Robocalls on close race tie up county elections center

Robocalls to Jackson County residents Tuesday triggered an avalanche of inquires at the Elections Center from voters worried whether their ballots were being counted in the state Senate race.

"It is really inundating us," said Jackson County Clerk Chris Walker. "We've had hundreds of calls."

Senate Republican leaders are paying for the automated calls this week to prod voters who haven't cleared up signature problems with the Elections Center. They are trying to get enough votes to give Dave Dotterrer an edge in his bid to unseat Sen. Alan Bates in the Nov. 2 election.

Bates, a Medford Democrat, holds a 305-vote lead over Dotterrer, an Ashland Republican, in the latest election results, with fewer than 1,000 votes left to count.

If Bates wins, both the House and Senate will have an equal number of Democrats and Republicans.

The robocalls allow a voter to press a button on the phone to be transferred directly to the Elections Center.

Walker said her office has nothing to do with the calls, stressing that the Elections Center strives to be non-partisan while making sure every vote counts.

Because of the overwhelming call volume, her staff, which averages three or four, wasn't able to deal with other election issues on Tuesday. Walker herself fielded calls from voters who had received a robocall.

The automated calls urge voters in Senate District 3 to make sure their vote is counted and to clear up any issues with signatures before the 4 p.m. deadline Friday at the Elections Center, which will be closed on Thursday for Veterans Day.

"The control of the Senate rests on how the votes are counted," said Michael Gay, spokesman for Senate Republican leaders.

He said Jackson County is the only area in the state where robocalls are being made because of how close the Bates/Dotterrer race is and how many votes are still being processed.

Gay didn't know whether the robocalls were targeting just Republicans or how many calls were being made. Walker said she received calls from members of different parties.

Gay said Republicans requested a list of the challenged signatures so his party could call the voters directly. Elections officials said they don't reveal the names of the challenged signatures for confidentiality reasons.

The challenged signatures are being reviewed because they don't match those on record. Ballots rejected by the tabulating equipment are also being reviewed by elections officials. The election will be certified on Nov. 22.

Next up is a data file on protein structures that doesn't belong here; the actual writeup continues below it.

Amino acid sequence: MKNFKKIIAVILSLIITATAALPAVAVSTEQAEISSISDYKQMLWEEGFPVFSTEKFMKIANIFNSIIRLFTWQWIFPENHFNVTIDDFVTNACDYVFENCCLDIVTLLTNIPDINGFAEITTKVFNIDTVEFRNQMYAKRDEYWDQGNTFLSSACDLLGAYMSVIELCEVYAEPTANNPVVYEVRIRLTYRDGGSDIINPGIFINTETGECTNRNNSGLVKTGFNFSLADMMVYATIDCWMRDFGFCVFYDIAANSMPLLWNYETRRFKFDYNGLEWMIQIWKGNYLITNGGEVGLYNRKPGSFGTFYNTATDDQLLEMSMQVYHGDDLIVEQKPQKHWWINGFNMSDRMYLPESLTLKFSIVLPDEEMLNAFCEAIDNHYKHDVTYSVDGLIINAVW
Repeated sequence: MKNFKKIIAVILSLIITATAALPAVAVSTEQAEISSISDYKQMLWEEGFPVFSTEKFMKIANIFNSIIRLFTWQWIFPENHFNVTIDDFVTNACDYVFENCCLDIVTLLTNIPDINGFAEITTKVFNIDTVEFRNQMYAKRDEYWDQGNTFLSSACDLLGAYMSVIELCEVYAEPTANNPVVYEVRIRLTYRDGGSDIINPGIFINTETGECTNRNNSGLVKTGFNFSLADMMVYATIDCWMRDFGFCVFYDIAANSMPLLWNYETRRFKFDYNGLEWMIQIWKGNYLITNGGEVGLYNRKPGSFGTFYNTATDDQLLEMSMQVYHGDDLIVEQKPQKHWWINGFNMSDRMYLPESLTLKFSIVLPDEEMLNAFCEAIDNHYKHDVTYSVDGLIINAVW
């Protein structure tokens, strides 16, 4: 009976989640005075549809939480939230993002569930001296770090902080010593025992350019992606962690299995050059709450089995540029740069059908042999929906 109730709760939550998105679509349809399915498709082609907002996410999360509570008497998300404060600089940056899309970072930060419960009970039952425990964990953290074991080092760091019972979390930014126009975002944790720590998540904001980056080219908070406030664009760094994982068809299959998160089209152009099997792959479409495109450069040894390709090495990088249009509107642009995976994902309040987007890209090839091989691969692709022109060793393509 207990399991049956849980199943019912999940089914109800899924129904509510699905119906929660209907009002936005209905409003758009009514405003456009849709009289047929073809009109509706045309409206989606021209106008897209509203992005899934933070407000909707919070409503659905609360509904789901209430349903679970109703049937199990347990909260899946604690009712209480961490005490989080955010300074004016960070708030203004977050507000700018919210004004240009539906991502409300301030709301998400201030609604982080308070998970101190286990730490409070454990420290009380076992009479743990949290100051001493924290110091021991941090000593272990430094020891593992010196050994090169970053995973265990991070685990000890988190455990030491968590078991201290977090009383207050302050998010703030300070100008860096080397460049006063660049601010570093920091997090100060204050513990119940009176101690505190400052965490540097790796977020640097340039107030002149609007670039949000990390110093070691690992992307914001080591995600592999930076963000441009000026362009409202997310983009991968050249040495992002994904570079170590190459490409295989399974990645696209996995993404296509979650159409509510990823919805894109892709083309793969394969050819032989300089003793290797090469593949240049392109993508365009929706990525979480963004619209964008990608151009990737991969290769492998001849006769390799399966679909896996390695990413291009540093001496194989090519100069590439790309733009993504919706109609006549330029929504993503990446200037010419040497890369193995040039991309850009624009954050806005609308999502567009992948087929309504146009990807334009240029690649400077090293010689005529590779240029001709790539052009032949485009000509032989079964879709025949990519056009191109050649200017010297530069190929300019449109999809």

The Secretary of State did provide a list of inactive voters, which might include some of these challenged signatures, from both Clackamas County and Jackson County at the request of Democrats.

The list of inactive voters is current up to Oct. 22 in Jackson County but up to Nov. 1 in Clackamas County. Gay said Republicans would like a more complete list for Jackson County.

Andrea Cantu-Schomus, spokesperson for the Secretary of State's Office, said the lists of inactive voters are just the most recent information provided by each county. "Clackamas County just got to it more recently," she said. "The numbers reflect what the counties had at the time."

She said Jackson County had staffing issues because of illness at the time of the election.

Cantu-Schomus said it's difficult to say whether the lists could contain some of the challenged signatures, but it is possible.

Many on the lists could be the result of ballots being undeliverable at addresses on record, she said.

Senate Republican leaders are closely watching the Bates/Dotterrer race because they might consider a recount after the election is certified.

"I think that will be a measure of last resort," Gay said.

Bates hasn't claimed victory, and Dotterrer said he wants to wait until all the votes are counted before calling the race.

On election night, Dotterrer had a 1,200-vote lead over his opponent that disappeared as more ballots were processed.

Last Friday, Bates had a 265-vote lead that dropped to 256 votes on Monday. By Tuesday night, Bates' lead had widened to 305 votes.

The Elections Center urges voters who have received a letter about a challenged signature to head down to the office to get the matter cleared up.

"Don't ignore those letters," Walker said. "Get them into us as soon as possible."

Damian Mann is a reporter with the Mail Tribune. Reach him at 541-776-4476, or e-mail

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